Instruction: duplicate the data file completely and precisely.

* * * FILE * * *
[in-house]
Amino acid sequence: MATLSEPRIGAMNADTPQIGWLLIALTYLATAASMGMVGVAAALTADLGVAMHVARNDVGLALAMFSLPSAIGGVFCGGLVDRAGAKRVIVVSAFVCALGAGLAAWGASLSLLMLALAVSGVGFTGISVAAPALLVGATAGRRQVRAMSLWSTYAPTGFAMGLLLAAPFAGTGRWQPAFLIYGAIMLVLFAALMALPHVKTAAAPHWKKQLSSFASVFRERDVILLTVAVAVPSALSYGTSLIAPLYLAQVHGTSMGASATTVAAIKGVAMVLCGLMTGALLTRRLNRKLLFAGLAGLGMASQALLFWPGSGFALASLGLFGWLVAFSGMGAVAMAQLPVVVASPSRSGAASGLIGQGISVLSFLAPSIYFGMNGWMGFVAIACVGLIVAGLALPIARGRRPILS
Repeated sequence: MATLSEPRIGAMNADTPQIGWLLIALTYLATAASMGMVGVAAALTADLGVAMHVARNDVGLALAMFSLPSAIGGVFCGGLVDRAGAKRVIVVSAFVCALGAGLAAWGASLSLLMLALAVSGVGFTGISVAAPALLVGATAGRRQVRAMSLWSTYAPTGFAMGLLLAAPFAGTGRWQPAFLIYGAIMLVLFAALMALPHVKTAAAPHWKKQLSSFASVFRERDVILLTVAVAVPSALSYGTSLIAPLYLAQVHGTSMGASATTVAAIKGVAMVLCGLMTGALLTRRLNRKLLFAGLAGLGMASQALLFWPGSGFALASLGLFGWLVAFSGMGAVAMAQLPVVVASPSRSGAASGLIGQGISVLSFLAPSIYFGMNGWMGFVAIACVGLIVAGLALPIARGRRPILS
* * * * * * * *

[in-house]
Amino acid sequence: MATLSEPRIGAMNADTPQIGWLLIALTYLATAASMGMVGVAAALTADLGVAMHVARNDVGLALAMFSLPSAIGGVFCGGLVDRAGAKRVIVVSAFVCALGAGLAAWGASLSLLMLALAVSGVGFTGISVAAPALLVGATAGRRQVRAMSLWSTYAPTGFAMGLLLAAPFAGTGRWQPAFLIYGAIMLVLFAALMALPHVKTAAAPHWKKQLSSFASVFRERDVILLTVAVAVPSALSYGTSLIAPLYLAQVHGTSMGASATTVAAIKGVAMVLCGLMTGALLTRRLNRKLLFAGLAGLGMASQALLFWPGSGFALASLGLFGWLVAFSGMGAVAMAQLPVVVASPSRSGAASGLIGQGISVLSFLAPSIYFGMNGWMGFVAIACVGLIVAGLALPIARGRRPILS
Repeated sequence: MATLSEPRIGAMNADTPQIGWLLIALTYLATAASMGMVGVAAALTADLGVAMHVARNDVGLALAMFSLPSAIGGVFCGGLVDRAGAKRVIVVSAFVCALGAGLAAWGASLSLLMLALAVSGVGFTGISVAAPALLVGATAGRRQVRAMSLWSTYAPTGFAMGLLLAAPFAGTGRWQPAFLIYGAIMLVLFAALMALPHVKTAAAPHWKKQLSSFASVFRERDVILLTVAVAVPSALSYGTSLIAPLYLAQVHGTSMGASATTVAAIKGVAMVLCGLMTGALLTRRLNRKLLFAGLAGLGMASQALLFWPGSGFALASLGLFGWLVAFSGMGAVAMAQLPVVVASPSRSGAASGLIGQGISVLSFLAPSIYFGMNGWMGFVAIACVGLIVAGLALPIARGRRPILS